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"Workaround" for running XP on Ivy Bridge chipset

by Hvomedia / March 17, 2013 3:56 AM PDT

I am working in a large company that have more than 20 000 computers running Windows XP. They are being replaced with Windows 7 PC's, but this operation will not finish until 2015.

We are starting to run into a problem that new hardware will not be supported by Windows XP. The first issue at the moment is the lack of drivers to Ivy Bridge chipset.

Is there any good ways to install XP on future PC's? Like using 3. party drivers etc? Plan B will be to "re-use" old parts.

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Re: XP
by Kees_B Forum moderator / March 17, 2013 4:12 AM PDT

Why not contact the company you buy your PC's from (and a few others) and see what they have to offer for new (or refurbished?) PC's that are both XP and Windows 7 compatible.

Kees

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Also ...
by Kees_B Forum moderator / March 17, 2013 4:14 AM PDT

consider the option to run XP in the Windows 7 virtual PC, if that fits into the company's infrastructure. Then fully switching to Windows 7 in 2014 or 2015 will not involve new hardware, only removal of that vritual PC and installation of the Windows 7 versions of the software.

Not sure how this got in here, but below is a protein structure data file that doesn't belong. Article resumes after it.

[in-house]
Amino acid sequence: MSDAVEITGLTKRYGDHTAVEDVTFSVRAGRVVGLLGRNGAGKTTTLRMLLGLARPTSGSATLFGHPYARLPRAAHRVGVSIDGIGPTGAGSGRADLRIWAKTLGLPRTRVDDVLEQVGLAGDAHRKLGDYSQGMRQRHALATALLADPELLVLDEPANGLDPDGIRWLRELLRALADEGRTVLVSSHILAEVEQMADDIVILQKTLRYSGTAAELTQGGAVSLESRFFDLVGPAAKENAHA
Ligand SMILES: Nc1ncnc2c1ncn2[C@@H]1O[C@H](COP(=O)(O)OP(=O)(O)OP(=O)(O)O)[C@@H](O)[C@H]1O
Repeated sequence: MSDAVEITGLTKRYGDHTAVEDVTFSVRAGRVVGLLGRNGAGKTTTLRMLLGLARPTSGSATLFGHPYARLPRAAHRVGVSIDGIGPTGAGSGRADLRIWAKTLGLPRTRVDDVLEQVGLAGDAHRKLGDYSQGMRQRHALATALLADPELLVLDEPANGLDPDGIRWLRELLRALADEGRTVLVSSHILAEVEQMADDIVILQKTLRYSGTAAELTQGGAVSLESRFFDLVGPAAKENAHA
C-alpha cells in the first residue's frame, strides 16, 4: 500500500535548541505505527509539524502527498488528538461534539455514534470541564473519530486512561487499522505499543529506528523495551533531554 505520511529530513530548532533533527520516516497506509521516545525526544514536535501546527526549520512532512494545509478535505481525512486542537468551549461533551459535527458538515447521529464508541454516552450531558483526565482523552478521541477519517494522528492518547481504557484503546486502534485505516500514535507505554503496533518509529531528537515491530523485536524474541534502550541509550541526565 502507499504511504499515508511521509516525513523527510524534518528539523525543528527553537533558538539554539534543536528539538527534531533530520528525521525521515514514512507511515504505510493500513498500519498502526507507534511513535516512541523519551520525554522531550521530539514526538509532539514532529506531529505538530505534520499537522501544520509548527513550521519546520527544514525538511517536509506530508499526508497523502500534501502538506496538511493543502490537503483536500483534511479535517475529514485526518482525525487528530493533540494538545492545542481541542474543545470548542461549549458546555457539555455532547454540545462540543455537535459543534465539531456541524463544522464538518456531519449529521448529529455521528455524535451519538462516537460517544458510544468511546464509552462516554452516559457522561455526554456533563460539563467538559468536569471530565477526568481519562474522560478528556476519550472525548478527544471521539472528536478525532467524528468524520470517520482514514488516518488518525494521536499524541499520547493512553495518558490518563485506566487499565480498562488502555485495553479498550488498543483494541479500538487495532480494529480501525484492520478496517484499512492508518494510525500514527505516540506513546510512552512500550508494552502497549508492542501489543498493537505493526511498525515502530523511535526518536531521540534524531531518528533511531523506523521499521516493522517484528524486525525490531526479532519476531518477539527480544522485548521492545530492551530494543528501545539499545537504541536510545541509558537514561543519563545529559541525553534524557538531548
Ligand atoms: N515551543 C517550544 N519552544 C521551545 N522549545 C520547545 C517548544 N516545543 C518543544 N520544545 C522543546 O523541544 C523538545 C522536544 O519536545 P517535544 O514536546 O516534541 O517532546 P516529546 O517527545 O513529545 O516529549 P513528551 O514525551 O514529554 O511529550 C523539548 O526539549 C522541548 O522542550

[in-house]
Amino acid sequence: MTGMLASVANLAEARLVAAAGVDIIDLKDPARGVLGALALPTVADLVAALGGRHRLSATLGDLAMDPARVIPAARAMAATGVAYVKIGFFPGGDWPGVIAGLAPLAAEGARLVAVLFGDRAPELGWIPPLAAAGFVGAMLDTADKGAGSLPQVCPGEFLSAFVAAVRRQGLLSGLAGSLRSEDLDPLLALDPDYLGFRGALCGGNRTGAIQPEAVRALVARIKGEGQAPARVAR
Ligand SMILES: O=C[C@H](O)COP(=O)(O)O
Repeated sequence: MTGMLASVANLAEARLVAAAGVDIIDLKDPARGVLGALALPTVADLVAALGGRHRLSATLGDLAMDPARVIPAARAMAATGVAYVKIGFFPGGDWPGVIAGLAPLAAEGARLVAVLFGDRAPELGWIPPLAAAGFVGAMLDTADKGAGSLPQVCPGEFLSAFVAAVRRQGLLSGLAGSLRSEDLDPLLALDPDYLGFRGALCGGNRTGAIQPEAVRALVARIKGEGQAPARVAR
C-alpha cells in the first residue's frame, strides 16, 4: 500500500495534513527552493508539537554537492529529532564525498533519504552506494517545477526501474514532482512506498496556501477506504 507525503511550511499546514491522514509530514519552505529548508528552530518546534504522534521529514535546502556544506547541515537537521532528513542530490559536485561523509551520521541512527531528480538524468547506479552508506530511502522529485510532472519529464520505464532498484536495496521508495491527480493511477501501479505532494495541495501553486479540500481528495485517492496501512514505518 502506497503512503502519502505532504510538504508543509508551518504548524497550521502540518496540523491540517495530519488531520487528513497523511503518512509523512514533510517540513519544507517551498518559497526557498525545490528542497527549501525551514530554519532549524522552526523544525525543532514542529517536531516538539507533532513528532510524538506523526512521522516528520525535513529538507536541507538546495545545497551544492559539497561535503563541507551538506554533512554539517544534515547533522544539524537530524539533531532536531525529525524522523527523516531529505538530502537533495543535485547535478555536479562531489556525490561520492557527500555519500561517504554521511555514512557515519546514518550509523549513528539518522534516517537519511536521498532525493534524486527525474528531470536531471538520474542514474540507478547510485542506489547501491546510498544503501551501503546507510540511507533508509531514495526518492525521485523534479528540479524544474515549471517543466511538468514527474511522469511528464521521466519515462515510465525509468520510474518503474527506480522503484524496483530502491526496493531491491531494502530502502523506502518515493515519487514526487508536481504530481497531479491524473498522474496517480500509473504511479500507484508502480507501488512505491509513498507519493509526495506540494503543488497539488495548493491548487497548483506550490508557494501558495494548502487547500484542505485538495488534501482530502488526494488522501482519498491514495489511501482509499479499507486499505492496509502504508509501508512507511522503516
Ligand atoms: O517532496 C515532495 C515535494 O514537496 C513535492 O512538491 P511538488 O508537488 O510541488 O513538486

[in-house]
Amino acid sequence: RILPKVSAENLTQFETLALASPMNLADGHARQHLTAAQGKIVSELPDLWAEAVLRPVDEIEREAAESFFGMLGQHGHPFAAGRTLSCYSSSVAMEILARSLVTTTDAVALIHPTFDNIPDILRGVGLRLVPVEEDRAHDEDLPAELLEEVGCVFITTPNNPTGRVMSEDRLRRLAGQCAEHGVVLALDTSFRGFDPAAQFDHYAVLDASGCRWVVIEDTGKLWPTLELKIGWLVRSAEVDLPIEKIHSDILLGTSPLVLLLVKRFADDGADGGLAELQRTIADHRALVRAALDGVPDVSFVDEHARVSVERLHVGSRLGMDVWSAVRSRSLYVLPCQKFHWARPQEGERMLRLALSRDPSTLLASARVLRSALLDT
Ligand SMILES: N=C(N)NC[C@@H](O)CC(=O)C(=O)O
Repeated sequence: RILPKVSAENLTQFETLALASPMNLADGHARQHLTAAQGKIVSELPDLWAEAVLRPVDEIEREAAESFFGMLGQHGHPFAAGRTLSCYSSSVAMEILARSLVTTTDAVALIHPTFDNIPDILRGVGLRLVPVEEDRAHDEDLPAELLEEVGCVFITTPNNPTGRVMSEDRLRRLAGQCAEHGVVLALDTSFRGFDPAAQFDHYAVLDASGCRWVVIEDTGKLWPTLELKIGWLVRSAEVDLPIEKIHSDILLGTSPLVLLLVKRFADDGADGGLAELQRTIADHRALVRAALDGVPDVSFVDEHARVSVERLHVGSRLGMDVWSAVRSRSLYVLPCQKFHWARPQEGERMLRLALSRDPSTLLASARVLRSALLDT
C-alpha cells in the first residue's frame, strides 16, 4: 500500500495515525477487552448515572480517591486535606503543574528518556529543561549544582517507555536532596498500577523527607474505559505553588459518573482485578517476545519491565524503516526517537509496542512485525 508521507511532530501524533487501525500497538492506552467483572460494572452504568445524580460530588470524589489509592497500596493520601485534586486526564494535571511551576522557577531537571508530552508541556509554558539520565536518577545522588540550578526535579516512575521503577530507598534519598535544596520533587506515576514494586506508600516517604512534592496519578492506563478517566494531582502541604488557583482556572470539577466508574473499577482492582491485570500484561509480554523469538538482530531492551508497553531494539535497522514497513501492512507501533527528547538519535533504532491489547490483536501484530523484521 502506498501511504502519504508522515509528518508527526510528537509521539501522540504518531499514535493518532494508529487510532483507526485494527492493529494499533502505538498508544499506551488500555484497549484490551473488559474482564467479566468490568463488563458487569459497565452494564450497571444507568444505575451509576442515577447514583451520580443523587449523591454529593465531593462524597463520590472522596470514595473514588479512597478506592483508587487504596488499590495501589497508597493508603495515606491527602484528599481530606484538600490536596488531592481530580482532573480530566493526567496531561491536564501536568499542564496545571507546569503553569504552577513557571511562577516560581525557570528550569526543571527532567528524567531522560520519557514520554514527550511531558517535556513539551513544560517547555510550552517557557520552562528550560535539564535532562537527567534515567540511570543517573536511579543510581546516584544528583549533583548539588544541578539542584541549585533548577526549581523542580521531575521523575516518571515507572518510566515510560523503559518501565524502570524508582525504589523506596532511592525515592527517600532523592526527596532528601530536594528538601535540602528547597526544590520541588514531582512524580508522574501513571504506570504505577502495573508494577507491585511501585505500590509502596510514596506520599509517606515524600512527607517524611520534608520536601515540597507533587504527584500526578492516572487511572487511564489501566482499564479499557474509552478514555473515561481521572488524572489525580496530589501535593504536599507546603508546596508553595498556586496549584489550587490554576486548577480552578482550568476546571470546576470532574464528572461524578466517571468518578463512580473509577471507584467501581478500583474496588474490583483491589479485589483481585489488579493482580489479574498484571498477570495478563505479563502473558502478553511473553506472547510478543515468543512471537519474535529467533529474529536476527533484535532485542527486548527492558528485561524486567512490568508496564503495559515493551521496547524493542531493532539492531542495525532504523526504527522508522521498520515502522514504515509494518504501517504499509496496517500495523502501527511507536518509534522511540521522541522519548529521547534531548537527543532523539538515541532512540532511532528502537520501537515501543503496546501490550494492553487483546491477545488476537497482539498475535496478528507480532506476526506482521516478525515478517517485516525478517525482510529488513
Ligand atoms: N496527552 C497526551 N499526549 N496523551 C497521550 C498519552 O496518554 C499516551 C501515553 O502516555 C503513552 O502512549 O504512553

Kees

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For starters you want legacy BIOS, not EUFI
by wpgwpg / March 17, 2013 4:17 AM PDT

If the new PCs don't have a way to use the legacy BIOS, it will be somewhere between extremely difficult and impossible. If it does, the next thing would be SATA. To install XP, you'll need to go into BIOS setup and set the hard drive to run in IDE mode (i.e. turn off AHCI). Obviously you'll need to get NIC drivers, but you can solve that with an expansion card. As for chipset, that could prove to be very difficult - I don't have the answer for that. If the new computers have Windows 7 Professional, Enterprise, or Ultimate, you can use the free XP mode - that might be a good stopgap.

Good luck.

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Not really
by Jimmy Greystone / March 17, 2013 5:40 AM PDT

Not really, and whomever it is that is in charge of this rollout should have thought of this BEFORE purchasing. Your best bet would be the XP Mode in Win 7 Pro and above assuming the programs your company uses don't run just fine on Win 7 without the need of any special intervention. Always funny how backwards compatibility with old software is one of the biggest selling points of Windows, but everyone immediately leaps to the conclusion that XYZ Program will not work every time there's a new version of Windows.

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Why do you need that driver?
by R. Proffitt Forum moderator / March 17, 2013 5:45 AM PDT

If this is the usual machine with IDE BIOS EMULATION you can use the default XP driver and yes, it may run slower but it will run.

Tell more.
Bob

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